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  • Court approves $12 million settlement between FTC and student debt relief company

    Courts

    On June 8, the U.S. District Court for the Central District of California approved an order requiring an owner and his multiple student debt relief companies (defendants) to pay almost $12 million to settle allegations that the defendants violated the FTC Act and Telemarketing Sales Rule (TSR) when marketing and selling student debt relief services. As part of a coordinated effort between the FTC and state law enforcement called Operation Game of Loans, the FTC filed a complaint in September 2017 alleging the defendants, among other things, charged upfront and monthly fees to enroll students in free government programs to manage student loan debt, but did not perform any services. Additionally, the FTC alleged that the defendants marketed themselves as associated with the Department of Education and called consumers listed on the Do Not Call Registry. Under the settlement order, in addition to the nearly $12 million fine, the defendants are permanently banned from: (i) advertising, marketing, promoting, offering, or selling debt relief or credit repair products or services, or assisting others in such activities; (ii) misrepresenting or assisting others in misrepresenting information relating to any products or services and, specifically, financial products or services; (iii) making any misleading or unsubstantiated representation or assisting others in making any such representation about the benefits, performance, or result of any financial product or service; and (iv) engaging in any unlawful telemarketing practices. The defendants neither admit nor deny any of the FTC’s allegations.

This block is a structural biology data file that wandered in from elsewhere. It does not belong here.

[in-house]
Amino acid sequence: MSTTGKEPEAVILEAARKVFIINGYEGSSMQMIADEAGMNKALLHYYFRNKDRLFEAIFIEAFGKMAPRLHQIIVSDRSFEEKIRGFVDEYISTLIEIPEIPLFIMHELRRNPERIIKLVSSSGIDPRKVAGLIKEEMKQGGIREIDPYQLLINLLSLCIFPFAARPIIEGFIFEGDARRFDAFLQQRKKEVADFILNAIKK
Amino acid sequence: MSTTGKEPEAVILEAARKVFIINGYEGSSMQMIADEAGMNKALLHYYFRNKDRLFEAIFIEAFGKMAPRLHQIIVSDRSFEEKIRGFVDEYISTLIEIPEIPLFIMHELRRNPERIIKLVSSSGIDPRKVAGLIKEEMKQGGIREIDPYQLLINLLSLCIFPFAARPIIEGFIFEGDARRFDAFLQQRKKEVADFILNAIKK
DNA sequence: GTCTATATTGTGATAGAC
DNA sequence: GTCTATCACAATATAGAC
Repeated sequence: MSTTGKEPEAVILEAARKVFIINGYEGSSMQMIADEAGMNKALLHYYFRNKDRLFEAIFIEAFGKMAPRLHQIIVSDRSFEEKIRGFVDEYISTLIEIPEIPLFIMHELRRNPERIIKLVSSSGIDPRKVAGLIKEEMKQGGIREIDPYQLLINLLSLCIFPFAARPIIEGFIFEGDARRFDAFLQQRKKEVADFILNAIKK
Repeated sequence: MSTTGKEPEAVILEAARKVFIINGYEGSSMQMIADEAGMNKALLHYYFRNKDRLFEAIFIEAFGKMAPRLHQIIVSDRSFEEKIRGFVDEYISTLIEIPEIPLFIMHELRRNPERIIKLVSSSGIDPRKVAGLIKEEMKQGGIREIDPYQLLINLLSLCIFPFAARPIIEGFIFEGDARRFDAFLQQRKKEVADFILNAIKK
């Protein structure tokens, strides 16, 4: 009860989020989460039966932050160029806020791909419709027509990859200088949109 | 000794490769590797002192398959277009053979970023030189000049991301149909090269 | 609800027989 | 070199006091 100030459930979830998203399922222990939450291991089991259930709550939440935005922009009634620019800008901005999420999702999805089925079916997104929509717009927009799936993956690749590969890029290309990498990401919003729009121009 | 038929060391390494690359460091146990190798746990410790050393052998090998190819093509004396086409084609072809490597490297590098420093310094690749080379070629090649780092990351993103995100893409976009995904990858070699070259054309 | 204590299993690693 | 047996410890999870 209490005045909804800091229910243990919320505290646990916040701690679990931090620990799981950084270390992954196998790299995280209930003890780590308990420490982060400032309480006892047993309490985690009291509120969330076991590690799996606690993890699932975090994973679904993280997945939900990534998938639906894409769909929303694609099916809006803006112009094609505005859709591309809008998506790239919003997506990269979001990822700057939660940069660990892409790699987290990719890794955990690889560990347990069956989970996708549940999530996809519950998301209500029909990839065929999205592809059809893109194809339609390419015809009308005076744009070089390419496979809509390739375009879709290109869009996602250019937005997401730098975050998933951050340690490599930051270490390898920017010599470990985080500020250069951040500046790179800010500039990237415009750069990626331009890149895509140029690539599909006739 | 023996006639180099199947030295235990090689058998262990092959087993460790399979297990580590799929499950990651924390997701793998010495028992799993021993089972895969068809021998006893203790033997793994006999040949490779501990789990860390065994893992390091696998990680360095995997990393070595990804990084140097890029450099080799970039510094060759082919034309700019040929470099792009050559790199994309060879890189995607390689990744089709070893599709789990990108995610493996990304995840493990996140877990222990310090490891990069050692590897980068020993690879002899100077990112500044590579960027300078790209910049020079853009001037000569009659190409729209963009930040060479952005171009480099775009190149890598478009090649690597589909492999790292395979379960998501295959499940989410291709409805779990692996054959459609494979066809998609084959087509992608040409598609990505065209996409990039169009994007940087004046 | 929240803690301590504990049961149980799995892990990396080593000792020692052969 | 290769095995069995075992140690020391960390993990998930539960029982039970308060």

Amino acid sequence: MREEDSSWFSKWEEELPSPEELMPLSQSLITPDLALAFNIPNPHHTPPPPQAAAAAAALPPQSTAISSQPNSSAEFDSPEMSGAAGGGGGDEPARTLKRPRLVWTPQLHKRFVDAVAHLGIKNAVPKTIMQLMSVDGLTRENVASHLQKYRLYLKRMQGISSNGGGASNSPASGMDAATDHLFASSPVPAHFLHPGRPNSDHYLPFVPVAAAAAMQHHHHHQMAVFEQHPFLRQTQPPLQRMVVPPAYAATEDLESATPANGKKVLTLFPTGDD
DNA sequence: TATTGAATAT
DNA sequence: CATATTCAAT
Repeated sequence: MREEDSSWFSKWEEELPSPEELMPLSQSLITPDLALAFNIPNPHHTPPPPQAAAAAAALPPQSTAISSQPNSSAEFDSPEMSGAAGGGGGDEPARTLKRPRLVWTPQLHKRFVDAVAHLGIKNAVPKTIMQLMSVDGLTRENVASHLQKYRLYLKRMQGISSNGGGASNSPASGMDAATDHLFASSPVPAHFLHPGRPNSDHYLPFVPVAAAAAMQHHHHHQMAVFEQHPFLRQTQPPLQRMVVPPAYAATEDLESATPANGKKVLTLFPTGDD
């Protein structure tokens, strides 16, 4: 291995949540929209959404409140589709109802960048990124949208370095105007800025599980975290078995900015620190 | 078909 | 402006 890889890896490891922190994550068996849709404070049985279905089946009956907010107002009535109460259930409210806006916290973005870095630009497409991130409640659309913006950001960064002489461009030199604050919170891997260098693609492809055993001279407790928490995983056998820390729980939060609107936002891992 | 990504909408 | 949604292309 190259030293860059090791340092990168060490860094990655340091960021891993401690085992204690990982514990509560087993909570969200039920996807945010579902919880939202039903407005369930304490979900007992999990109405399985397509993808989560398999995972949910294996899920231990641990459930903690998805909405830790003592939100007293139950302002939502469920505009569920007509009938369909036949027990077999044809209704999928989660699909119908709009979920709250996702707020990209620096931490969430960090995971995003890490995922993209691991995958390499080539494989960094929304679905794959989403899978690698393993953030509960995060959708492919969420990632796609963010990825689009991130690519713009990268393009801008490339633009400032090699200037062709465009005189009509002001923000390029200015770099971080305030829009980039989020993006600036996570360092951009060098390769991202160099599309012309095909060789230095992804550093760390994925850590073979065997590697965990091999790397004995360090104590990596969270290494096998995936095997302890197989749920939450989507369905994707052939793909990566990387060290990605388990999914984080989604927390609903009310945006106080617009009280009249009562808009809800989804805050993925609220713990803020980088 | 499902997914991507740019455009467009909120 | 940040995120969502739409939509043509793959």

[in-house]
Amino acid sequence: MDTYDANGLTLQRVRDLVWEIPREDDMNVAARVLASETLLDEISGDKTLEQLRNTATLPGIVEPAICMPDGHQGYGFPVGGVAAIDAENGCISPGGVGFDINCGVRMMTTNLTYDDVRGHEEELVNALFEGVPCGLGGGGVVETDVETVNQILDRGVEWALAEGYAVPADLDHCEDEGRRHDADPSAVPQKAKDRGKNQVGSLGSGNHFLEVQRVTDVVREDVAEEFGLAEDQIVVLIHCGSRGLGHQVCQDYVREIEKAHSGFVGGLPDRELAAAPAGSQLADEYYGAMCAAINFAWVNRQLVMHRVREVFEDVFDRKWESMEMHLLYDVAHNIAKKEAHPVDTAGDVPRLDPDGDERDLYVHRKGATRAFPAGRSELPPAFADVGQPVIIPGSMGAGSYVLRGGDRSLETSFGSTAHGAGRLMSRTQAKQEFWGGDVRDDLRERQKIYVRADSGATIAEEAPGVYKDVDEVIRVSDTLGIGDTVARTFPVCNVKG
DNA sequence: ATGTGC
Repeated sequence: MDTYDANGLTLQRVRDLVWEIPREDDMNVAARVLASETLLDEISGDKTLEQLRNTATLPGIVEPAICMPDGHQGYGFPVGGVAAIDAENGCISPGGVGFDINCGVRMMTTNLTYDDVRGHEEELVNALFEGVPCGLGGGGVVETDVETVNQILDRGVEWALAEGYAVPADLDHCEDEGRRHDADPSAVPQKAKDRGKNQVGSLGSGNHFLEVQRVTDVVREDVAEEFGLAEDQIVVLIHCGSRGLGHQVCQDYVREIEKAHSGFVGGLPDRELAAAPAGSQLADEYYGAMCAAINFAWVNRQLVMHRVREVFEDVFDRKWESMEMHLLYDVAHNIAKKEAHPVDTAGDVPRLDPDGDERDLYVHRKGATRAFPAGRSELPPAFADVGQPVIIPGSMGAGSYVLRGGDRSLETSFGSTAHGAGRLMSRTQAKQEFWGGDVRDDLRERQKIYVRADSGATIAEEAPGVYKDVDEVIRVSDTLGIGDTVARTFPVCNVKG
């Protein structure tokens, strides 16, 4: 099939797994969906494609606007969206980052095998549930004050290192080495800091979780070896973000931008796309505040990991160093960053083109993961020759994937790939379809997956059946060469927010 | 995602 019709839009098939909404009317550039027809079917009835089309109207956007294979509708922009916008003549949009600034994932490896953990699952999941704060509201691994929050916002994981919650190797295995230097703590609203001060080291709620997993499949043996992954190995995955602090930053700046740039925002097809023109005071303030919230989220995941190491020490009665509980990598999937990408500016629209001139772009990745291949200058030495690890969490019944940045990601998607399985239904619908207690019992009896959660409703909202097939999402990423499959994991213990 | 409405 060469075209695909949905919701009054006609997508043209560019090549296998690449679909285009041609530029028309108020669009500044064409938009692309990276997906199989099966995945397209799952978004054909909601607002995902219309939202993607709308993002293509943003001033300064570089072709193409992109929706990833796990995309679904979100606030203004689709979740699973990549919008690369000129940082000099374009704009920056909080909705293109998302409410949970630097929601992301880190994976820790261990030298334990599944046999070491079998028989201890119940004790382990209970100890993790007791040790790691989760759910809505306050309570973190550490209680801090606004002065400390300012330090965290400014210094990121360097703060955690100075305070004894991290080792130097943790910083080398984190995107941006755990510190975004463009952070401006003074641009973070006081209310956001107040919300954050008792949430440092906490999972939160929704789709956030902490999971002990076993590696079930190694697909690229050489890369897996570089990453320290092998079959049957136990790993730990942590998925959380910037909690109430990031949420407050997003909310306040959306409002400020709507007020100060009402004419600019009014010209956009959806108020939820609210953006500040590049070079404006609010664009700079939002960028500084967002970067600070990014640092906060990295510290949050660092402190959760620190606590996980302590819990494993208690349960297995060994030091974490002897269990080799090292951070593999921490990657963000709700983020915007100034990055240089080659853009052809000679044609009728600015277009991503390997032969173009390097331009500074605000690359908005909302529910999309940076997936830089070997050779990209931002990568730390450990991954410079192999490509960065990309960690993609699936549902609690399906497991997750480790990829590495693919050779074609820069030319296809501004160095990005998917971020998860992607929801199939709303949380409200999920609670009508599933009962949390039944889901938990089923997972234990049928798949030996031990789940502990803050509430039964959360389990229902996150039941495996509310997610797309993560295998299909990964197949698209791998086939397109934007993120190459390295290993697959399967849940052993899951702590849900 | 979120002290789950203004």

Courts Consumer Finance FTC Federal Issues Enforcement Student Lending Debt Relief

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  • CFPB publishes quarterly consumer credit trends: End-of-year credit card borrowing

    Federal Issues

    On June 7, the CFPB released the latest quarterly consumer credit trends report, which focuses on credit card borrowing patterns at the end of the year using data from the CFPB’s Consumer Credit Panel. The report notes that consumer spending peaks each year during the “holiday shopping season” in November and December, with retail sales more than $50 billion higher in December than any other month. The CFPB highlighted some key findings regarding credit card borrowing and repayment patterns around this time: (i) credit card and retail store card debt steadily rise before the end of the calendar year and then gradually fall through March; (ii) consumers with subprime credit scores do not experience the same “seasonality” in borrowing that consumers with superprime credit scores do—they are much more likely to have higher utilization rates of available credit before the holiday shopping season; and (iii) seasonal delinquency patterns may indicate financial distress at the end of the year for some credit card users.

    Federal Issues CFPB Credit Cards Consumer Finance Payments

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  • FTC settles with North Carolina-based debt collection business and its principals

    Consumer Finance